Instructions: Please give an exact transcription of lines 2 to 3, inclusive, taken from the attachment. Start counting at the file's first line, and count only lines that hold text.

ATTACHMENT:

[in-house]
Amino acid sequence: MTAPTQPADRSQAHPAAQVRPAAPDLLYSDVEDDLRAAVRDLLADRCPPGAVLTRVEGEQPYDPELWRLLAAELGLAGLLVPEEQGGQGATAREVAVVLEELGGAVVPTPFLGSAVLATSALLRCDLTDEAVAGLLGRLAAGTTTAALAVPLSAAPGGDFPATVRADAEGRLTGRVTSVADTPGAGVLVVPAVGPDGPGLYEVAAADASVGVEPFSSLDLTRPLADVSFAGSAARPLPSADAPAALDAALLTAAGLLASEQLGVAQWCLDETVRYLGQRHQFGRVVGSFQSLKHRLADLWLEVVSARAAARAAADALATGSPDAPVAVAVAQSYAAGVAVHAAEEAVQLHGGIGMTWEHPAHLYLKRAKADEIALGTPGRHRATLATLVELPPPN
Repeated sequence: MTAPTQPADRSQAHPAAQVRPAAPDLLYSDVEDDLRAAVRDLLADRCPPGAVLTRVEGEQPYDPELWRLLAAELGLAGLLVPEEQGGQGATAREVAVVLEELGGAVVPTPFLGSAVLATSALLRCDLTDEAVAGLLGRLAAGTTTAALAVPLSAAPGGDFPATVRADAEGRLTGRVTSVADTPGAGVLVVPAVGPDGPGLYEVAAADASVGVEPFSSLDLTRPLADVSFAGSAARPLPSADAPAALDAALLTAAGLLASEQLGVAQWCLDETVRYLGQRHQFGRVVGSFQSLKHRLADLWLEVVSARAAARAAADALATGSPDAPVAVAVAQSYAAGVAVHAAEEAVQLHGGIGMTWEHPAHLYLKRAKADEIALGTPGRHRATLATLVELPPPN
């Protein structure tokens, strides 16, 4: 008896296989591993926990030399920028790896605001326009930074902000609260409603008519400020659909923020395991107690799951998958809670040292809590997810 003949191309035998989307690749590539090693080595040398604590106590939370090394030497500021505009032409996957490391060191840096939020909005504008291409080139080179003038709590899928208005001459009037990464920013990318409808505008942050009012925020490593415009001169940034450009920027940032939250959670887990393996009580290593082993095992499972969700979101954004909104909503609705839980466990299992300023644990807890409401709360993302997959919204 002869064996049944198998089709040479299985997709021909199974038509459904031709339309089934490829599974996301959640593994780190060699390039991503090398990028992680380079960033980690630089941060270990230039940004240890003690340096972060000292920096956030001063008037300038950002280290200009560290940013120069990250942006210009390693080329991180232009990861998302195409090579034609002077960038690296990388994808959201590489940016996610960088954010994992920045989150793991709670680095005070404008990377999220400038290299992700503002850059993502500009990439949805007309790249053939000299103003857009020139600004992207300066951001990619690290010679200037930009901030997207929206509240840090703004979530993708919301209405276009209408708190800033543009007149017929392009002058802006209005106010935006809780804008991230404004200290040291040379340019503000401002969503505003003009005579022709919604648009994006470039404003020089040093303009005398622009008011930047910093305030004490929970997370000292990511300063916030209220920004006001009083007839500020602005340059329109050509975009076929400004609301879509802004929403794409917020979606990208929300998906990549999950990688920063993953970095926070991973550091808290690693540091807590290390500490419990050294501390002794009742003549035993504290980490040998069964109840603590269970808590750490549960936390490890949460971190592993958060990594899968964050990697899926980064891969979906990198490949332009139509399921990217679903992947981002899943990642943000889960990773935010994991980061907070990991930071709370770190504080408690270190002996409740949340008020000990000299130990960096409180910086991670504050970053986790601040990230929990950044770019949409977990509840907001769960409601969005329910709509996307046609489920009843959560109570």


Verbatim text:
Amino acid sequence: MTAPTQPADRSQAHPAAQVRPAAPDLLYSDVEDDLRAAVRDLLADRCPPGAVLTRVEGEQPYDPELWRLLAAELGLAGLLVPEEQGGQGATAREVAVVLEELGGAVVPTPFLGSAVLATSALLRCDLTDEAVAGLLGRLAAGTTTAALAVPLSAAPGGDFPATVRADAEGRLTGRVTSVADTPGAGVLVVPAVGPDGPGLYEVAAADASVGVEPFSSLDLTRPLADVSFAGSAARPLPSADAPAALDAALLTAAGLLASEQLGVAQWCLDETVRYLGQRHQFGRVVGSFQSLKHRLADLWLEVVSARAAARAAADALATGSPDAPVAVAVAQSYAAGVAVHAAEEAVQLHGGIGMTWEHPAHLYLKRAKADEIALGTPGRHRATLATLVELPPPN
Repeated sequence: MTAPTQPADRSQAHPAAQVRPAAPDLLYSDVEDDLRAAVRDLLADRCPPGAVLTRVEGEQPYDPELWRLLAAELGLAGLLVPEEQGGQGATAREVAVVLEELGGAVVPTPFLGSAVLATSALLRCDLTDEAVAGLLGRLAAGTTTAALAVPLSAAPGGDFPATVRADAEGRLTGRVTSVADTPGAGVLVVPAVGPDGPGLYEVAAADASVGVEPFSSLDLTRPLADVSFAGSAARPLPSADAPAALDAALLTAAGLLASEQLGVAQWCLDETVRYLGQRHQFGRVVGSFQSLKHRLADLWLEVVSARAAARAAADALATGSPDAPVAVAVAQSYAAGVAVHAAEEAVQLHGGIGMTWEHPAHLYLKRAKADEIALGTPGRHRATLATLVELPPPN